Accident Causation Models: Comparison of Heinrich’s Model & the Bow-Tie Model Research Paper

Introduction

In the context of occupational health and safety (OHS), one of the most important aspects is the analysis and prevention of accidents. In terms of OHS, an accident might be defined as an unexpected event with undesirable outcomes that results directly or indirectly from human activity and not from natural events or disasters (OHS Body of Knowledge, 2012). The goal of safety management is to eliminate accidents or at least to reduce the number of workplace accidents. In order to achieve this goal, it is important to study the mechanisms causing accidents to happen.

The role of accident causation models in the OHS framework is illustrated by Fig. 1. It is possible to see that accident causation models are essential both for maintaining workplace safety and health.

Figure 1. OHS framework (OHS Body of Knowledge, 2012)

There exist various accident causation models that might be used for OHS purposes. These models can be divided into three key groups: simple linear models, complex linear models and complex non-linear models (Hollnagel, Woods & Leveson, 2007). The purpose of this report is to compare and contrast two accident causation models. The models selected for comparison are Heinrich’s causation model, also referred to as the domino model, and the bow-tie model. The paper is structured in the following way: the introduction is followed by the descriptions of the selected accident causation models. The models are further compared in terms of their approach, theoretical background and methodology. The next section explores the areas of disagreement between the models, and the following section is devoted to the critique of the selected models in terms of reliability and validity. The conclusion summarizes the findings and key points.

Main Body

Heinrich’s Model

Accident causation model was developed by Herbert W. Heinrich in 1931 (Channing, 2013). This model is also referred to as the “domino theory”. This model belongs to simple linear models. According to Heinrich’s model, an accident represents a chain in a series of events that occur in a fixed order. Heinrich outlined five accident causes and related factors that are lined up in a sequential order: social environment/ancestry, fault of the person, unsafe acts or conditions, accident and injury (Ale, 2009).

Fig. 2 illustrates Heinrich’s model. This model is also called the “domino model” since the factors in this model interact like chained dominos: when one of the factors comes into action (falls off metaphorically), the next elements of the logical chain are also activated (Channing, 2013).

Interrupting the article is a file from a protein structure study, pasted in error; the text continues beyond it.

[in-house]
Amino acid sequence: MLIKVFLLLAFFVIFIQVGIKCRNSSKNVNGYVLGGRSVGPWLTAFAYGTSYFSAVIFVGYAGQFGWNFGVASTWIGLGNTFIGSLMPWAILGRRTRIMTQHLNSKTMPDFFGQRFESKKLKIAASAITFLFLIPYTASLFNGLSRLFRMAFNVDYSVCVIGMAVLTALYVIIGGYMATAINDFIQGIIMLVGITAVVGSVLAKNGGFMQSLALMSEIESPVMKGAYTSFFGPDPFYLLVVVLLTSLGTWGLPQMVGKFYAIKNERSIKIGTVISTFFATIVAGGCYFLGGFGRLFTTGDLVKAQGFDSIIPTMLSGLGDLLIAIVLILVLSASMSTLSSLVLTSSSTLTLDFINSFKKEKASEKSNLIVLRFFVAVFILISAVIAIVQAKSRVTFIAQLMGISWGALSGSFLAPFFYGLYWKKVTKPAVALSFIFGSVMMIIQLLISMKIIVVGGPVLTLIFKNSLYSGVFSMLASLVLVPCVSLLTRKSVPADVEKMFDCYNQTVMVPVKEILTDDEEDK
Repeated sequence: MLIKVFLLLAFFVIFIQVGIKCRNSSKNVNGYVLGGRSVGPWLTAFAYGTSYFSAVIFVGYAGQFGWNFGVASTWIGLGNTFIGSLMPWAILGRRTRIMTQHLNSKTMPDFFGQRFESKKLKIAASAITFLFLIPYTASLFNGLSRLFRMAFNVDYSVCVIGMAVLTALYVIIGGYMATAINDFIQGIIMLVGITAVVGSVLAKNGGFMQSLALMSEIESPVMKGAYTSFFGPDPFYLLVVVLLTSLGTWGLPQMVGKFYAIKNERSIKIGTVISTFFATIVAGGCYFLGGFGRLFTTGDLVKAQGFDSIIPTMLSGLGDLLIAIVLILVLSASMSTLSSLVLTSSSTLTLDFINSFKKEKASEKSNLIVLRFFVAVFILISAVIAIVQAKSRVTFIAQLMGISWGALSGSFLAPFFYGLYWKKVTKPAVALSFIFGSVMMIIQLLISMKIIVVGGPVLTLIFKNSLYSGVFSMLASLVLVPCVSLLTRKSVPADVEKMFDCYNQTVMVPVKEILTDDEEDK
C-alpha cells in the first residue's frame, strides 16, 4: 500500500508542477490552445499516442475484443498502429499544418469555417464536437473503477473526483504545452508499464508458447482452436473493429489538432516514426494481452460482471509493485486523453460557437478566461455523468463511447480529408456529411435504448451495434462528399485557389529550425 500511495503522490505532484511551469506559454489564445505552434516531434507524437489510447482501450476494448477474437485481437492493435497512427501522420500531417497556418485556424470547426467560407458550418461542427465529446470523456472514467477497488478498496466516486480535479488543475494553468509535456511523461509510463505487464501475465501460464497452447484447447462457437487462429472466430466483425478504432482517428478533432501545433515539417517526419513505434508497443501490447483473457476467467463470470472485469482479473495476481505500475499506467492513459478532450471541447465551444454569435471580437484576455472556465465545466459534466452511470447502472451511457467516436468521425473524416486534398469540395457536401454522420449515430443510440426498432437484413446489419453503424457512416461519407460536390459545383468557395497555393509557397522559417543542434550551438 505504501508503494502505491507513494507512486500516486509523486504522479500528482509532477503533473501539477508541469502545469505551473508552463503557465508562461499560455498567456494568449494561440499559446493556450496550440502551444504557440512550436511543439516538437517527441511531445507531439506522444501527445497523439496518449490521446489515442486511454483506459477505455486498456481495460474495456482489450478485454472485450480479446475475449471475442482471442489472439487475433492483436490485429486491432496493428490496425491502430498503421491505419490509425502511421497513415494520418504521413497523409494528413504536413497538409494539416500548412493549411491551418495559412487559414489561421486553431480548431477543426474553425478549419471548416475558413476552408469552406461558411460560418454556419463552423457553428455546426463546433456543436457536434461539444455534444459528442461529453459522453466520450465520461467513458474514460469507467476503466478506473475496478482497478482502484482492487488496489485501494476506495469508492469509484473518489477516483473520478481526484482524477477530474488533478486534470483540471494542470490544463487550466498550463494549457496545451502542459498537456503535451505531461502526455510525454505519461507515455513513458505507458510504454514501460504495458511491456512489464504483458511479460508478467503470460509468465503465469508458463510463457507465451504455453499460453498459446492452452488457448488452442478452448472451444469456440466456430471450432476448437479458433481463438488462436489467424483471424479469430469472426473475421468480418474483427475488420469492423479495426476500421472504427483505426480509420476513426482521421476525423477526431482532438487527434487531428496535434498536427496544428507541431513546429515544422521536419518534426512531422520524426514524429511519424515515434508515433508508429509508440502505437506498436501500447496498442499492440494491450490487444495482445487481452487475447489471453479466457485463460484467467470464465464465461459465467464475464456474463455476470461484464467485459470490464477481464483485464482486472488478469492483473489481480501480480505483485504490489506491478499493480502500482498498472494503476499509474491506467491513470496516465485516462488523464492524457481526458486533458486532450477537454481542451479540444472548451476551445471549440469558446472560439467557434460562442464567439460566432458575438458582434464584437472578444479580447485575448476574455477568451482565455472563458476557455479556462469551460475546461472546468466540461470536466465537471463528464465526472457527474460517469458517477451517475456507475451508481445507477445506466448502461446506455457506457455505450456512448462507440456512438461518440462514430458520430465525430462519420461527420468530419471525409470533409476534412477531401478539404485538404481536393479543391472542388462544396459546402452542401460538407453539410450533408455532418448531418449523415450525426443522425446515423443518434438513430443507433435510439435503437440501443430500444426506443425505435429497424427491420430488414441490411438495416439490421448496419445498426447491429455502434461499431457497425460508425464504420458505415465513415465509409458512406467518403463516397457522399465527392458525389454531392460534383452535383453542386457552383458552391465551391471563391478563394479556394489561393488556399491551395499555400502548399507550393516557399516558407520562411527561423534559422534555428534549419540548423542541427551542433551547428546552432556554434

Figure 2. Heinrich accident causation model
(Carrillo-Castrillo, Rubio-Romero & Onieva, 2013)

The Bow-Tie Model

The bow-tie model is also called the cause-consequence diagram. It was initially developed by Shell for the purposes of risk assessment (Hale et al., 2007). The model has a central point (undesirable event), with the events and circumstances preceding the undesirable event shown on the left hand, and various scenarios and consequences of the undesired event shown on the right hand. Fig. 3 illustrates the bow-tie model. This model shares the understanding of accidents causation with the Swiss Cheese model (Hale et al., 2007). The bow-tie model belongs to complex linear models as it reflects the combinations of various accident causes and consequences of critical events.

The key concepts of the model are hazards (acting on the left hand), consequences (acting on the right hand) and top events (central points of bow-tie chart). It should be noted that top events in this model are events with significant potential for unwanted consequences (Ferdous, 2011). The purpose of safety management in this context is to create barriers in order to prevent the emergence of negative consequences after top events, or to prevent top events (Ferdous, 2011).

Figure 3. Bow-tie accident causation model (Channing, 2013)

Comparison of Models

Theoretical Background and Approach

The models have one generic similarity in their approach to viewing accident causation: both Heinrich’s model and the bow-tie model represent the accident as a consequence of initial events and circumstances, followed by the accident and its negative consequences (e.g. injury). The bow-tie model shows the hazards preceding the top event on the left hand, and the domino model also contains three elements preceding the accident. Furthermore, the domino model lists injury as the consequence of the incident, and the bow-tie model also deals with consequences.

At the same time, there exist notable differences between the models in terms of approach. These differences are caused by the different view of accident causation. The domino model relies on the idea that the key accident causes can be classified into three major groups – social environment, fault of the person, and unsafe act or condition. Furthermore, Heinrich assumed that these factors are connected in a linear logical chain and that preventing one “domino” from falling down allowed to prevent logical activation of the next elements.

These assumptions contrast with the assumptions of the bow-tie model. The latter model relies on the assumption that there exist multiple events and circumstances that might activate various existing hazards. The bow-tie model assumes that different causes are not linked in a logical order and might happen independently. In other words, the bow-tie model assumes that there are multiple entry points causing top events to happen, and that addressing several causes might not be enough to maintain OHS, since hazards might be activated by other events and circumstances.

Methodology

In terms of methodology, both models agree that in order to achieve workplace safety, it is necessary to introduce barriers between accident causes and the events leading to accidents. In addition, both models might be used both for assessing and reducing OHS risks, and for improving workplace safety (Katsakiori, Sakellaropoulos & Manatakis, 2009). One more common methodological characteristic of both models is their general-purpose nature. Both models might be applied in different environments and in different industries (Katsakiori, Sakellaropoulos & Manatakis, 2009). The common limitation of these models is the focus on specific events and causes instead of viewing the whole organization and work process from more systemic point of view (Hollnagel, Woods & Leveson, 2007).